Though better known for honeymoons than gastronomy, it was in the Sicilian cliff-top resort of Taormina that I saw one of the most remarkable foodstuffs of my entire life. It happened when Mrs W and I were holidaying there. (No, not a honeymoon.) We were participating in the evening passeggiata on the main drag Corso Umberto when I caught sight of an extraordinary fruit sitting in the window of a restaurant. Barring the size, you would have said it was a lemon. About 10 inches in length, it might have escaped from Gulliver's Brobdingnag. I was smitten. After 10 minutes peering in the window, Mrs W had to drag me away. Its impact was akin to the pineapple that prompted John Murray, the fourth Lord Dunmore, to erect a 53-foot pineapple-shaped pavilion in the grounds of Dunmore Park, Stirlingshire, in 1761. (It's still there. Indeed you can stay in the Pineapple through Landmark Trust.)
I did not build a lemon-shaped folly, but I often mused on this Sicilian curiosity over the years. After a while, the sight seemed so fantastic that I began to wonder if I'd dreamt it up. (Regular readers of this column may not be entirely surprised to learn that food plays a big part in my dream-life.) But the other day, a decade or so after my fleeting encounter, I came across another one. A whole box of them in fact. It happened not in the island of lemons, but in Marylebone, central London. I'd been attending a pickle seminar (as you do) in La Fromagerie on Moxon Street and, as I was dashing out, I caught a glimpse of these astonishing citric giants among a display of vegetables. Soon after, I was the possessor of three of them. The largest weighed exactly 1kg compared to the 112g of an average lemon that I've just weighed. "Blimey!" you might be thinking. "Old Weasel must drink his G&T from a bucket if that's the size of his ice and a slice."
Well, that's just where you're wrong – not about the G&T but the slice. For the fruit I saw in Sicily, and managed to buy 10 years later, was not a lemon, but a close relative called a citron. Though now a rarity, it was once numero uno among citrus. As Gillian Riley informs us in her indispensable Oxford Companion to Italian Food, the citron "may have originated in India, found growing in Persia by Alexander the Great's botanists, and was the first of the citrus fruits to be introduced into Europe." With most citrus, you eat the fruit and chuck away the peel, but it's vice-versa with the citron. Despite its wondrous bulk, the fruit inside tends to be small, dry and dispensable. The peel is the point. It's mainly eaten in candied form. How strange to think that the mighty conqueror of Greece, Persia, Egypt and Mesopotamia was a devotee of the sugary strips we call candied peel. Maybe he should have been known as Alexander the Grater.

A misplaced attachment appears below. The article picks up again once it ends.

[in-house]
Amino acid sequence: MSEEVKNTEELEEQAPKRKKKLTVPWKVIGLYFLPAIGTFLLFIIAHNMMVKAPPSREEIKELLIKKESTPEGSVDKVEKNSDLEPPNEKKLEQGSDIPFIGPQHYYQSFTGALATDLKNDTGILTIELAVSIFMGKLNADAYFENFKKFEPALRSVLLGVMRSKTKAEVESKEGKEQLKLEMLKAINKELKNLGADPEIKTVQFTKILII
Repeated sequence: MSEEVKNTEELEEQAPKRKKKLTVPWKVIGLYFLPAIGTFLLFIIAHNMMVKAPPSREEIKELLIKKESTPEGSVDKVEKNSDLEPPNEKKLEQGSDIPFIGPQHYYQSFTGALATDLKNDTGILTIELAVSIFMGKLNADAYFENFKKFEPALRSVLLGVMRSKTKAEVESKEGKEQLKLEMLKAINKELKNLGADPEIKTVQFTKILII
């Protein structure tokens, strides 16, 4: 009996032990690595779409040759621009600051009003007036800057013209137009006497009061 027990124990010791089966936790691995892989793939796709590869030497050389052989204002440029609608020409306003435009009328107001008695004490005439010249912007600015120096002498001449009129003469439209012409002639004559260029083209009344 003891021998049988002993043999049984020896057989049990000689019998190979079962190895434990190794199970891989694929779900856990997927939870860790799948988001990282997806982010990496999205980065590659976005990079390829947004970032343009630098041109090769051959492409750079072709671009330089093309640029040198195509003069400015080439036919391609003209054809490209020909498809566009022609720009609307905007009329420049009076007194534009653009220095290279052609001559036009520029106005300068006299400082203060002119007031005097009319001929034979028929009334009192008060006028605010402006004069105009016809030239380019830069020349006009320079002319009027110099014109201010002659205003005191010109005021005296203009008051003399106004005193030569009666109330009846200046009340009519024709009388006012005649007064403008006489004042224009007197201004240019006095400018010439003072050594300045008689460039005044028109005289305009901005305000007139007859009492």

La Fromagerie has a weekly delivery of citrons from a grove in Sicily. Lesley, the assistant manager, told me that the raw peel could also be eaten in salads. It goes particularly well with an unusual type of mozzarella called burrata also sold there (as you might have guessed from its name, the shop sells cheese as well as greengrocery). An invention from Apulia, burrata is mozzarella in the shape of a pouch that is filled with fresh cream. You hack it up and consume the delicious cheesy-creamy result. But, as you might imagine, burrata is very time-sensitive. You can't hang about with it. This meant that I had to sacrifice one of my glorious citrons the moment we got home. The peel with its thick white pith proved to be surprisingly good eating – the quintessence of lemon but with its aggressive sourness magically expunged. Dressed with olive oil, it was a perfect companion to the equally exotic cheese.
This Rubenseque beauty of the citrus family not only looks fabulous, it also has the most seductive perfume. Scratch the zest and you're transported by a delectable aroma. They are called cedri in Italian because the fragrance resembles cedars of Lebanon. Unfortunately, my harem of fruit was further diminished when Mrs W snatched one for candying purposes. Incorporated in such treats as lingua di suocera (mother-in-law's tongues) and zuppa inglesi (English soup), this appealing confection is a Sicilian speciality dating from the time of Islamic occupation. At the end of a simmering day, Mrs W presented a box of candied citron to the Vizier of Weasel Villas. He tasted and found it good. A bit too good in fact, for on the following day Mrs W peered into the box and exclaimed: "Oi! There's only two bits left!"
So, my last remaining citron was for the chop. We had some of the peel in another salad (it works pretty well with ordinary mozzarella) and Mrs W candied the rest. She's standing guard over it as I type these words. Though the mystery of the magical fruit I saw in Taormina has now been plumbed, one tantalising aspect remains. Researching the citron on the internet, I discovered a really strange variant called Buddha's hand. You can see it on Google, a citron in the form of a dozen or so long, gnarled fingers. How strange. It's the first time I've known a fruit that actually beckoned ...Reuse content